Chocolate Balls : A Swedish Delicacy

My blog friend Pam, at Gingerbread Snowflakes, is doing an international, ‘St. Nicholas Eve Cookie Recipe Swap’ on the 5th December – so I said I’d come up with a traditional Swedish ‘cookie’…

Chocoalte Balls!

These are truly DELICIOUS, and extremely easy to make – and please bear in mind that the photo of those below were made partly by my two year old, so no perfect cookery here – but they were so delicious that they were gone before I could take a better photo…!

So what do you need?

100g butter

1/3 cup sugar

1 tablesppoon vanilla powder (or vanilla essence)

2 – 3 tablespoons cocoa powder

1 cup cooking oats

2 – 3 tablespoons cold coffee

Grated coconut or ‘pearl sugar’ for decoration


1) Mix butter, sugar and vanilla until soft

2) Mix in cocoa, oats and coffee

3) Stir until well mixed

4) Form ‘dough’ into small round balls.

5) Roll balls into ‘pearl sugar’ or grated coconut until covered.

6) Leave chocolate balls in fridge until time to eat



Please note that I have translated the Swedish recipe in to English, so the measurement of 1 dec to 1/3 cup is an estimate – you may want to use only 1/4 cup of sugar. Also, I’m not sure what ‘pearl sugar’ is really called in English – it’s kind of like rock salt, but the sugar version and much smaller ‘rocks’!

Building Beautiful Bird Boxes

Leon’s Scout group is amazing. Not only are the leaders voluntary, but they organise the most amazing activities – camping, forest walks, building campfires, swimming contests, climbing, crafts, baking, making jam – to name but a few. Most of these activities are one evening on a specific weekday, but once or twice a month they also organise weekend activities.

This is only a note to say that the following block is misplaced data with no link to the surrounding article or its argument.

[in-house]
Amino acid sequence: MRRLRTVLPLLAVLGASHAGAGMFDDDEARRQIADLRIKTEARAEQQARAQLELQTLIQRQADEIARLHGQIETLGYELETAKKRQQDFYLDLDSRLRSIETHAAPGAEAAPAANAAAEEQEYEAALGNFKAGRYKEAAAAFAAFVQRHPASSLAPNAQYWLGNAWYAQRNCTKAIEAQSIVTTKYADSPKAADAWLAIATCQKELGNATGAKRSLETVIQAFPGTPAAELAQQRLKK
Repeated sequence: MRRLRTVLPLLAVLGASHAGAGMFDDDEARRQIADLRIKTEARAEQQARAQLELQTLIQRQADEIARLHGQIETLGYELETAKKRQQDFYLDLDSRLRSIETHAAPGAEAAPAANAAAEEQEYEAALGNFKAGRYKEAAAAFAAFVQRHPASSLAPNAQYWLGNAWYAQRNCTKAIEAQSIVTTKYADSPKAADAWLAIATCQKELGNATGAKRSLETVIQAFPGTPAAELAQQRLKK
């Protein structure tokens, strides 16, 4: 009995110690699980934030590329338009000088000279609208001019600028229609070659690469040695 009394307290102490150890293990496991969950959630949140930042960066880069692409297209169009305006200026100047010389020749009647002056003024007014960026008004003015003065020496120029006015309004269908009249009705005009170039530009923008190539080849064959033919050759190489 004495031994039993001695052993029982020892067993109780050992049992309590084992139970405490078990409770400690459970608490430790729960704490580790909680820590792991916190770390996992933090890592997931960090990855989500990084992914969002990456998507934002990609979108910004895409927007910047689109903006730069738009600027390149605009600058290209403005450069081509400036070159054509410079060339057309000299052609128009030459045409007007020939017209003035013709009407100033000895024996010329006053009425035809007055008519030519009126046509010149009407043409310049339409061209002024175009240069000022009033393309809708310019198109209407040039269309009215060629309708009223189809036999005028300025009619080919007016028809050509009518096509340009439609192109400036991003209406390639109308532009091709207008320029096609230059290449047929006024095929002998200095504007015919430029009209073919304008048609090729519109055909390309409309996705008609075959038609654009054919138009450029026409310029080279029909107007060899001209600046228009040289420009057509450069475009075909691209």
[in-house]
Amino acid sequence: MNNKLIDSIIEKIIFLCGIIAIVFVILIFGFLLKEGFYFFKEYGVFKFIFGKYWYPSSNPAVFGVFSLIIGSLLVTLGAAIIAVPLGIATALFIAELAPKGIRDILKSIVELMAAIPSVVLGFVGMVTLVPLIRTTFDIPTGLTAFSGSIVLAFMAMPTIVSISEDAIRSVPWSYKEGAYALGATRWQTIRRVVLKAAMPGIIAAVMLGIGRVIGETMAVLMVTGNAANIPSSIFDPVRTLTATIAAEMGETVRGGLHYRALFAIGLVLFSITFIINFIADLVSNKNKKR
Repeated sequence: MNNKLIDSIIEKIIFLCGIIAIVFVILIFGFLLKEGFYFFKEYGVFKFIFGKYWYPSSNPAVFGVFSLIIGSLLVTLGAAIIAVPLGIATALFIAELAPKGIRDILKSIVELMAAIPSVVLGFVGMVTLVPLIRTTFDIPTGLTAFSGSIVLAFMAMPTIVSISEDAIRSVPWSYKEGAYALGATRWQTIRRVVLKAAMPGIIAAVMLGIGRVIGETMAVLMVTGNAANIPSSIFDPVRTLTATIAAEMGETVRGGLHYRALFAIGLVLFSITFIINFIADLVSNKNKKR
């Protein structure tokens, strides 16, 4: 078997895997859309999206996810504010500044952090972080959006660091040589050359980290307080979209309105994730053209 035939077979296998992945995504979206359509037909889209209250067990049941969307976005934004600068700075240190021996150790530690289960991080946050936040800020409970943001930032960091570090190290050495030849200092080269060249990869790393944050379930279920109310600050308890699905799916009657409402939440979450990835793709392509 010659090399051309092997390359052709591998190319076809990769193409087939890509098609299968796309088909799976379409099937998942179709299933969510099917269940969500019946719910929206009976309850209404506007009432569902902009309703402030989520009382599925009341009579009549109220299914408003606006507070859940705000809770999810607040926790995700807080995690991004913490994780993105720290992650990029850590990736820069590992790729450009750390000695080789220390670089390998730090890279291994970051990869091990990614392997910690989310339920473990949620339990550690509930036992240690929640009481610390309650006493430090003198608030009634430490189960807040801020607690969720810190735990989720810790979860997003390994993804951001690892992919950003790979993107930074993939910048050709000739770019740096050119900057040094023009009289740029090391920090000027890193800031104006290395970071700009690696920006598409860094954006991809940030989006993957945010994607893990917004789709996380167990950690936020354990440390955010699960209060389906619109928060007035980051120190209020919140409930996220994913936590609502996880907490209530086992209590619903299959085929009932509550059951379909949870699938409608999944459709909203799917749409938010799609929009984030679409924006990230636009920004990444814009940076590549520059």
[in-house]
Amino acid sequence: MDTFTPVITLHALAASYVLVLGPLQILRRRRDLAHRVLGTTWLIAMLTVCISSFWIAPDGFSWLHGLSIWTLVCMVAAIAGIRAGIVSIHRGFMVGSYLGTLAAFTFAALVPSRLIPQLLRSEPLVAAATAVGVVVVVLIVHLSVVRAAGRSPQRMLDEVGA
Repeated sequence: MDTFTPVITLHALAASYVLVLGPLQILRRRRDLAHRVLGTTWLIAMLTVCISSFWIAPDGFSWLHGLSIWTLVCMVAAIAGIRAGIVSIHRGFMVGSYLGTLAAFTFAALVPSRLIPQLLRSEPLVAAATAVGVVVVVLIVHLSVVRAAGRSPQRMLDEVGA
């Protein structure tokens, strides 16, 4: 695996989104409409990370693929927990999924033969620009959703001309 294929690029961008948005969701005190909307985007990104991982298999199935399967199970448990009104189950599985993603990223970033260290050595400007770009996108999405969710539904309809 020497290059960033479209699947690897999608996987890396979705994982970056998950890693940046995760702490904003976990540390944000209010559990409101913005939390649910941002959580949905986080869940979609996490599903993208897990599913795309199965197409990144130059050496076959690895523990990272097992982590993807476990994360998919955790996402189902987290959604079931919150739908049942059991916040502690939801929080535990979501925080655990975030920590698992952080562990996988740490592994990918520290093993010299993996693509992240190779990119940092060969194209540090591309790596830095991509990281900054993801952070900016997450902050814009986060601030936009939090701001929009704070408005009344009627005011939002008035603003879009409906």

Last weekend Leon took part in the bird box building workshop…

And just look how many they made!

All to be sold at the Christmas fair on Sunday…

‘The Camp’

‘The camp’ – so it was called from this lovely book I got the idea from.

Ashamedly it’s a project that been being worked on intermittently throughout the year – a ‘team’ project from both parents and grandparents. Oiginally made for Maya in mind, it now appears to have taken up residence in Alfie’s room…

It’s a flexible, movable, and all round compatible role play area!

It started off as a lion’s cave (with the gates set in a circle and a sheet put over the top for ultimate secrecy. It was then a school room, and now appears to be a play area based on ‘Mario’ (from Leon to Alfie…)!

What do you need ?

Ten pieces of wood – each 70 x 3 x 2 cm for the uprights

Ten pieces of wood – each 50 x 3 x 2 cm for the horizontals

Saw, chisel and hammer

Twenty screws

10 hinges




Pieces of material (book recommends five pieces each 85 x 50 cm), though we used six.

Rather than dictate the book to you, I’ll just show you in photos what to do…

Two horizontal and two upright pieces of wood screwed in to a frame….

Make six of these frames, and hinge together….

To make a flexible role play area…

A 3 1/2 cm piece of wood was also cut out of both horizontal and upright pieces of wood, at top and bottom, where they were slotted and glued together.

This is working out to be a fantastic play area, simply due to the fact it is so open ended – it can be a partition, a wall, a house, a circle, etc, etc…. Β It’s just a shame it took us so long to finish! πŸ™‚

Guess Where We Stayed Last Night?

Yes, that’s right, those clinical bars could only mean one thing – the hospital!

Poor little Ted was once again rushed in to hospital due to weight loss, and once again, we are back at home, and hoping to get things back on track with a “strict , timed feeding regime” (this is so much not my style – how will I cope?!?) …. lets hope we have an end to these hospital visits once and for all!